The oil-based formula uses rust-prevention additives to hinder additional rust formation and to keep rust from spreading to surrounding metal surfaces. Surfaces are dry to the touch in 20 to 40 minutes, but the small quantity in each 10.25-ounce can of the converter and primer likely means multiple cans would be required to finish a large project.

Product Specs 

  • Type: Oil-based
  • Format: Liquid spray
  • Quantity: 10.25 ounces


  • Affordable price
  • Dries quickly
  • Can be sprayed from any angle for even application


  • Not ideal for large projects

Get the Rust-Oleum rust converter at Amazon or The Home Depot.

Best For Metal

The Best Rust Converter Option: Rust Kutter Rust Converter

Rust Kutter uses a unique chemical-conversion process to convert rust into a paintable phosphate coating. It comes ready to use with an attached sprayer head, but the head detaches to allow coverage via a brush or roller. Rust Kutter also offers a 1-gallon jug. Expect an impressive 600 square feet of coverage per gallon of formula. Once applied, the surface is ready to use or be painted in 24 hours.

It can often take multiple coats to get the job done, and after each coat, users must wash off the material residue that’s left on the surface from the chemical reaction. The converter is fairly corrosive and can damage fabric and other vulnerable materials.

Product Specs 

  • Type: Spray
  • Format: Liquid spray
  • Quantity: 32 ounces


  • Comes with an attached sprayer head
  • Available in 2 sizes
  • Uses a unique chemical-conversion process


  • Can damage delicate materials

Get the Rust Kutter rust converter at Amazon.

Best Primer

The Best Rust Converter Option: CorrVerter Rust Primer

Repainting a rust-covered surface typically requires users to remove the rust or treat the rust with a converter first and then prime it before painting over it. For those who don’t mind its high price, CorrVerter simplifies this process by combining a converter and primer into one product. CorrVerter uses a formula that penetrates the rust down to bare metal, converts it via a chemical reaction, and prevents further corrosion. At the same time, it creates a surface over which oil- or water-based coatings and body filler can be applied.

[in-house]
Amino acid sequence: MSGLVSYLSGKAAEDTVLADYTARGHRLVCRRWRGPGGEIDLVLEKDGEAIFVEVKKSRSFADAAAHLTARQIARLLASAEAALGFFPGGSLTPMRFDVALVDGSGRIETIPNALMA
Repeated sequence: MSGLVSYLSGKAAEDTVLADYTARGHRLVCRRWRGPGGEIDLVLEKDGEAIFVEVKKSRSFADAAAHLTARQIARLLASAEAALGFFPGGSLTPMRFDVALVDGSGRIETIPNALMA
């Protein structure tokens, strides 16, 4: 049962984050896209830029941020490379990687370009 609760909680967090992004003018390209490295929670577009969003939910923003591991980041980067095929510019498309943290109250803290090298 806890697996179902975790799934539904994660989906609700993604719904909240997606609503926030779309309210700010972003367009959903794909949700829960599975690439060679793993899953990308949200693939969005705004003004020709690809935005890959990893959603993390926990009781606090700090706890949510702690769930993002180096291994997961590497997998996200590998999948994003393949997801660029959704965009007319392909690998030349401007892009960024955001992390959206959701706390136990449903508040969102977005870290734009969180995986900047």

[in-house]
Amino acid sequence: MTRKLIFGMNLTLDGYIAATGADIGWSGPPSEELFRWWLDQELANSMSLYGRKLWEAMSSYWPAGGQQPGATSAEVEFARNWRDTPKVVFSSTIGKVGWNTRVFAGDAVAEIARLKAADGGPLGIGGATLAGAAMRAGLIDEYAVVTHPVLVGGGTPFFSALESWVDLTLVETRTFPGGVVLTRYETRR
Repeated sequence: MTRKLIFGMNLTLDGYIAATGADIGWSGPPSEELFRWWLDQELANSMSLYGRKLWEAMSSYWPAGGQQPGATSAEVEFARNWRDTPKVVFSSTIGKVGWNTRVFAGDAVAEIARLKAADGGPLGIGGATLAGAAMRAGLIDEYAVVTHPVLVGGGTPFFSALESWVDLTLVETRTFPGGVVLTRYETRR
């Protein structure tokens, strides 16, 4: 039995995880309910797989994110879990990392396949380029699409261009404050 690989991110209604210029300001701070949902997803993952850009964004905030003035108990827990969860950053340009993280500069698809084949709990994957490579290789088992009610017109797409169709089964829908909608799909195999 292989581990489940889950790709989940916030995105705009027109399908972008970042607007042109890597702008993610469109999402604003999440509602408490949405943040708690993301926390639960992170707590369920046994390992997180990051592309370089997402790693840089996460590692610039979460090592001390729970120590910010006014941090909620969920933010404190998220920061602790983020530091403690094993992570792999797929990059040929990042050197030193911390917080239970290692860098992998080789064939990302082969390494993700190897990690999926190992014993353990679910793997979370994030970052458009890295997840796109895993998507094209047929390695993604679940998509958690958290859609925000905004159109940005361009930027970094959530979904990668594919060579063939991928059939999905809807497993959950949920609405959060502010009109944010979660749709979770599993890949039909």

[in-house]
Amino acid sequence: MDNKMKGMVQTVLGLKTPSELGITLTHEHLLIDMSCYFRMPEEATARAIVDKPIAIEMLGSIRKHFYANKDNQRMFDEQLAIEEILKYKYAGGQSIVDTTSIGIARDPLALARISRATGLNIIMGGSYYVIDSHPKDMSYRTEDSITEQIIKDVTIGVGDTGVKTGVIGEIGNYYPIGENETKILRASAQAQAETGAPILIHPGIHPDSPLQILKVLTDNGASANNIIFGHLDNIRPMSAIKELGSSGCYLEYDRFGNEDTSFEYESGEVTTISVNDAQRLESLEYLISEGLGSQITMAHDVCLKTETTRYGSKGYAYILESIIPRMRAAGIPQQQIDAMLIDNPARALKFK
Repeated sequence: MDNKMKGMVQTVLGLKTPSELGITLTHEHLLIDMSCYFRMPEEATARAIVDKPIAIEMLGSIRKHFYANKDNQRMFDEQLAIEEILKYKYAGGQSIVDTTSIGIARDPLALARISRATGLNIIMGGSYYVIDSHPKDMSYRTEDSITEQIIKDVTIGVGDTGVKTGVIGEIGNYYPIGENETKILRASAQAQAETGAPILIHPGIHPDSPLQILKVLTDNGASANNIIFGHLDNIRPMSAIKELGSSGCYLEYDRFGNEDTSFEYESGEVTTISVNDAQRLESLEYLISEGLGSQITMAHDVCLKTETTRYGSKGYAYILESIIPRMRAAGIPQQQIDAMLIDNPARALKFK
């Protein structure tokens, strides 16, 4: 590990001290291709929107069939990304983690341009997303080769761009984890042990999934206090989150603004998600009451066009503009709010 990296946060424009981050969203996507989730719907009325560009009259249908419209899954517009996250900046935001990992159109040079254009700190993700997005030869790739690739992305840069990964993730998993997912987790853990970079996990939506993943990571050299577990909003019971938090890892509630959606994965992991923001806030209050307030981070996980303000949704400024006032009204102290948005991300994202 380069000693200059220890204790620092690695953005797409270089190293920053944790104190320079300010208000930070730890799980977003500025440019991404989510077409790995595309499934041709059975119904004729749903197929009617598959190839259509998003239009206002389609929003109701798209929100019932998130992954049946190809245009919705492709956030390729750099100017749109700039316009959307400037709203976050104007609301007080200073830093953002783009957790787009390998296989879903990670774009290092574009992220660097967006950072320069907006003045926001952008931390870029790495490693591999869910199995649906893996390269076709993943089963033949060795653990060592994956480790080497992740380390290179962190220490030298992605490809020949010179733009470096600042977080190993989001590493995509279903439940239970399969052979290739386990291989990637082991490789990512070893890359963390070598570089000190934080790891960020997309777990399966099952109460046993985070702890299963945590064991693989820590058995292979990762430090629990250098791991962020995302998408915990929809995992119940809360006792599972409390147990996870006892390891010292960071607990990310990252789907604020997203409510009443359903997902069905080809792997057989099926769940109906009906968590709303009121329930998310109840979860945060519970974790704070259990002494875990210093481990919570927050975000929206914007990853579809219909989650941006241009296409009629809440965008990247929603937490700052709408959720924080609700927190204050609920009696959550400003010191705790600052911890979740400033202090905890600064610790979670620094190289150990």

The CorrVerter mix also produces low volatile organic compounds (VOCs), making it less hazardous to apply, and it’s environmentally friendly and nontoxic. This versatile product, which comes in 1-gallon and 5-gallon containers, is suitable for use on a variety of applications, including aircraft, vehicles, marine equipment, storage tanks, and machinery.

Product Specs

  • Type: Water-based
  • Format: Liquid
  • Quantity: 1 gallon or 5 gallons


  • Primes and converts in 1 application
  • Penetrates rust down to bare metal
  • Low VOCs and environmentally friendly


  • Very expensive

Get the CorrVerter rust converter at The Rust Store.

Best Eco-Friendly

The Best Rust Converter Option: Gempler’s Eco-Friendly RCQ Rust Converter

Gempler’s rust converter is a water-based formula that’s not only easy to clean up but is also environmentally safe. This liquid-based converter goes on with a paint brush or sponge (the company also sells a special sprayable version of this product). Once applied, it converts the rust, works to prevent rust, and also primes the surface.

Gempler’s rust converter cures in just 48 hours, after which the surface can be repainted. Gempler’s recommends using an oil-based paint for maximum protection from weather. As with other combination converters and primers, Gempler’s is one of the more expensive options on the market. This rust converter comes in smaller 1-quart and 1-gallon bottles as well as aerosol cans. One gallon covers up to 500 square feet.

Product Specs

  • Type: Water-based
  • Format: Liquid and spray
  • Quantity: 1 quart, 1 gallon, 13-ounce aerosol spray can


  • Environmentally friendly
  • Multiple application options
  • Converts and primes


  • Expensive

Get the Gempler’s rust converter at Amazon.

Best Aerosol

The Best Rust Converter Option: Permatex Rust Treatment

For a heavy-duty industrial converter, Permatex Rust Treatment’s proprietary formula can transform the toughest rust into a primed and paintable surface. It even prevents rust from spreading and protects the coated material from further surface rust formation.

This rust treatment comes in an easy-to-use spray can, and it dries within minutes. Permatex also offers a liquid solution for those who prefer a paint brush or roller. One downside is that this product costs almost double that of comparable quantities of other converters.

Product Specs

  • Type: Spray
  • Format: Liquid aerosol
  • Quantity: 10.25 ounces


  • Ideal for heavy-duty projects
  • Prevents further rust formation
  • Dries quickly


  • High price

Get the Permatex rust converter at Amazon.

Jump to Our Top Picks

What to Consider When Choosing the Best Rust Converter

Rust converters are available in water- or chemical-based formulas in large bottles, spray bottles, or aerosol spray cans. Water-based formulas are nontoxic, noncorrosive, and environmentally friendly, but they’re often (though not always) less aggressive and powerful than chemical solutions.